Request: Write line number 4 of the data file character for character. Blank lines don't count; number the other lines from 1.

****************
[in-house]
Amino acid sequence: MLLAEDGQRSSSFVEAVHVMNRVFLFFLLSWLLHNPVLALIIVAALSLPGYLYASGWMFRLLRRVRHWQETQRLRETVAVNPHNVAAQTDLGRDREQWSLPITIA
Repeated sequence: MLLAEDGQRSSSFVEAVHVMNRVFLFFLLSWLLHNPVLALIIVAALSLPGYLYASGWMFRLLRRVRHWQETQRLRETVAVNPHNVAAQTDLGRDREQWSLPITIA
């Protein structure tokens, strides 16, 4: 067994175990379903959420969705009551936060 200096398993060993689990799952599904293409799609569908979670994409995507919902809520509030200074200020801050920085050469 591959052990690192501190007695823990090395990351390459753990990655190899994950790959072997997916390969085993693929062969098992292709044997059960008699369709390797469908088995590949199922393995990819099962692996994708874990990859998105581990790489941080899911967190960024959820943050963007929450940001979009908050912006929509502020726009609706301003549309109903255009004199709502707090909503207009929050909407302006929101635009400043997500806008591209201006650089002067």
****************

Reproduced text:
């Protein structure tokens, strides 16, 4: 067994175990379903959420969705009551936060 200096398993060993689990799952599904293409799609569908979670994409995507919902809520509030200074200020801050920085050469 591959052990690192501190007695823990090395990351390459753990990655190899994950790959072997997916390969085993693929062969098992292709044997059960008699369709390797469908088995590949199922393995990819099962692996994708874990990859998105581990790489941080899911967190960024959820943050963007929450940001979009908050912006929509502020726009609706301003549309109903255009004199709502707090909503207009929050909407302006929101635009400043997500806008591209201006650089002067």